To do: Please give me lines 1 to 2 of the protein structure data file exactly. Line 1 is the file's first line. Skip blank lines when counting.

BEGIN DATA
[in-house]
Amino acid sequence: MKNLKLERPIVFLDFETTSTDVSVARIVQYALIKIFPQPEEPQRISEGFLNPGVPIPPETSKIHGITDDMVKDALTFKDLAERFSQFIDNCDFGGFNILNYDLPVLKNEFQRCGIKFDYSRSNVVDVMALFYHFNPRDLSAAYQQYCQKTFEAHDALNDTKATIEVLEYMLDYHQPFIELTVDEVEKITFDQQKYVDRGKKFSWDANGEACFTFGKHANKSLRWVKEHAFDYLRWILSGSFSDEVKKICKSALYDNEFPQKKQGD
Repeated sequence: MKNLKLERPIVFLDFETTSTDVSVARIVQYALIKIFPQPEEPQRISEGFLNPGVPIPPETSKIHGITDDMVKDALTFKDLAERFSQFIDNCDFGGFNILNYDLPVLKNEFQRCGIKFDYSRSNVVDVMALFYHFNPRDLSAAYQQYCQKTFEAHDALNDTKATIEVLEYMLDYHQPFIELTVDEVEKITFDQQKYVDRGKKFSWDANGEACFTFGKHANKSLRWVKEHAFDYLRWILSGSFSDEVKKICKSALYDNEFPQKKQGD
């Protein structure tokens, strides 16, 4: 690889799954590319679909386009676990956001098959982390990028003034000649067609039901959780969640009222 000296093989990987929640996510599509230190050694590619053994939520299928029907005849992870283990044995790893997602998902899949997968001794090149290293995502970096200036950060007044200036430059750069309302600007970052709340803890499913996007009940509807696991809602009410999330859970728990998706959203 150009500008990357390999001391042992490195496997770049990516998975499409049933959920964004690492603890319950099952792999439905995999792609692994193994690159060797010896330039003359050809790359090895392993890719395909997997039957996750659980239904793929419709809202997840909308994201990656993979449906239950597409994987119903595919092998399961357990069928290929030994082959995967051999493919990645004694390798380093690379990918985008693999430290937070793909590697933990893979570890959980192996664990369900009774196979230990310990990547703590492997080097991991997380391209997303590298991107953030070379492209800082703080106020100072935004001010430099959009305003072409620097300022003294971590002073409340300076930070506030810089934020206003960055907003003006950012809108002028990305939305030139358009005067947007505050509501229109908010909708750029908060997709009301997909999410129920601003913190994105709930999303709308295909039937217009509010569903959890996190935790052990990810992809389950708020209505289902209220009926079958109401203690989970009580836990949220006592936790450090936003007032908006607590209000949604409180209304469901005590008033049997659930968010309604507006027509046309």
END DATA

[in-house]
Amino acid sequence: MKNLKLERPIVFLDFETTSTDVSVARIVQYALIKIFPQPEEPQRISEGFLNPGVPIPPETSKIHGITDDMVKDALTFKDLAERFSQFIDNCDFGGFNILNYDLPVLKNEFQRCGIKFDYSRSNVVDVMALFYHFNPRDLSAAYQQYCQKTFEAHDALNDTKATIEVLEYMLDYHQPFIELTVDEVEKITFDQQKYVDRGKKFSWDANGEACFTFGKHANKSLRWVKEHAFDYLRWILSGSFSDEVKKICKSALYDNEFPQKKQGD